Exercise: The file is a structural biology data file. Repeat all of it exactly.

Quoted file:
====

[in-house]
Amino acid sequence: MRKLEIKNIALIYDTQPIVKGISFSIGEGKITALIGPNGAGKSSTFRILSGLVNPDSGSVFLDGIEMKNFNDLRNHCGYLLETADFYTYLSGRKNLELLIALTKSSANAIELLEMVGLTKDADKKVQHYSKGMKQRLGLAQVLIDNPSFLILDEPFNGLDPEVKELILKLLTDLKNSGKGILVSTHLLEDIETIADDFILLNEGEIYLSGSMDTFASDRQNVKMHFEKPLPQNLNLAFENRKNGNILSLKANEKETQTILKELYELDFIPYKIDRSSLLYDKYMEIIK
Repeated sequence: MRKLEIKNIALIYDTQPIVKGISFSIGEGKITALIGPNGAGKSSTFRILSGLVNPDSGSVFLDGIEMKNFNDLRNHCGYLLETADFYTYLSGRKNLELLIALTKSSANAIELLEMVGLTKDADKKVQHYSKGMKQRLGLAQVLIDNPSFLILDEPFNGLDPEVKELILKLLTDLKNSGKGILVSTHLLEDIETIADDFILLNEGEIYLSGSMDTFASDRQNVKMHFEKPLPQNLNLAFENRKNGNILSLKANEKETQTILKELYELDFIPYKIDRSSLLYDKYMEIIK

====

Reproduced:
[in-house]
Amino acid sequence: MRKLEIKNIALIYDTQPIVKGISFSIGEGKITALIGPNGAGKSSTFRILSGLVNPDSGSVFLDGIEMKNFNDLRNHCGYLLETADFYTYLSGRKNLELLIALTKSSANAIELLEMVGLTKDADKKVQHYSKGMKQRLGLAQVLIDNPSFLILDEPFNGLDPEVKELILKLLTDLKNSGKGILVSTHLLEDIETIADDFILLNEGEIYLSGSMDTFASDRQNVKMHFEKPLPQNLNLAFENRKNGNILSLKANEKETQTILKELYELDFIPYKIDRSSLLYDKYMEIIK
Repeated sequence: MRKLEIKNIALIYDTQPIVKGISFSIGEGKITALIGPNGAGKSSTFRILSGLVNPDSGSVFLDGIEMKNFNDLRNHCGYLLETADFYTYLSGRKNLELLIALTKSSANAIELLEMVGLTKDADKKVQHYSKGMKQRLGLAQVLIDNPSFLILDEPFNGLDPEVKELILKLLTDLKNSGKGILVSTHLLEDIETIADDFILLNEGEIYLSGSMDTFASDRQNVKMHFEKPLPQNLNLAFENRKNGNILSLKANEKETQTILKELYELDFIPYKIDRSSLLYDKYMEIIK